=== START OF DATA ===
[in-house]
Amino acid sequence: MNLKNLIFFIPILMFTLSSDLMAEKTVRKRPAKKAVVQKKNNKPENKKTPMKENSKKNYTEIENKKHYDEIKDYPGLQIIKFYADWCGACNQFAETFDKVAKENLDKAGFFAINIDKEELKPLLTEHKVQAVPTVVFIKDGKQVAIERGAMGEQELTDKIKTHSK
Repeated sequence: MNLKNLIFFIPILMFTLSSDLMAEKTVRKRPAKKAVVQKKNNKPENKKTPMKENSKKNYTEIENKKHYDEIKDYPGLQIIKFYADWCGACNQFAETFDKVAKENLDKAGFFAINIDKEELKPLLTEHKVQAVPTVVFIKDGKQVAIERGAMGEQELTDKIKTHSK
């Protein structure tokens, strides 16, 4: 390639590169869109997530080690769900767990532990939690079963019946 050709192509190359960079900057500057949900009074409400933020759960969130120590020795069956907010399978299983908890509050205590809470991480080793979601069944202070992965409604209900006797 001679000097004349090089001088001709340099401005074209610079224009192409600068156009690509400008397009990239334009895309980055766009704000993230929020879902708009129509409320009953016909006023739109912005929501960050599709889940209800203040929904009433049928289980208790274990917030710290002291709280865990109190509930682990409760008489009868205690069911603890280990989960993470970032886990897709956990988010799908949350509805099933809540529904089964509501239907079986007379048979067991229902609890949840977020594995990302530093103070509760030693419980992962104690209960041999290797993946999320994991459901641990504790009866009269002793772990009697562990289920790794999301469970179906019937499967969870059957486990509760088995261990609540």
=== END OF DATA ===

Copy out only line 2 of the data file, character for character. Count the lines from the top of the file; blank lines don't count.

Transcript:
Amino acid sequence: MNLKNLIFFIPILMFTLSSDLMAEKTVRKRPAKKAVVQKKNNKPENKKTPMKENSKKNYTEIENKKHYDEIKDYPGLQIIKFYADWCGACNQFAETFDKVAKENLDKAGFFAINIDKEELKPLLTEHKVQAVPTVVFIKDGKQVAIERGAMGEQELTDKIKTHSK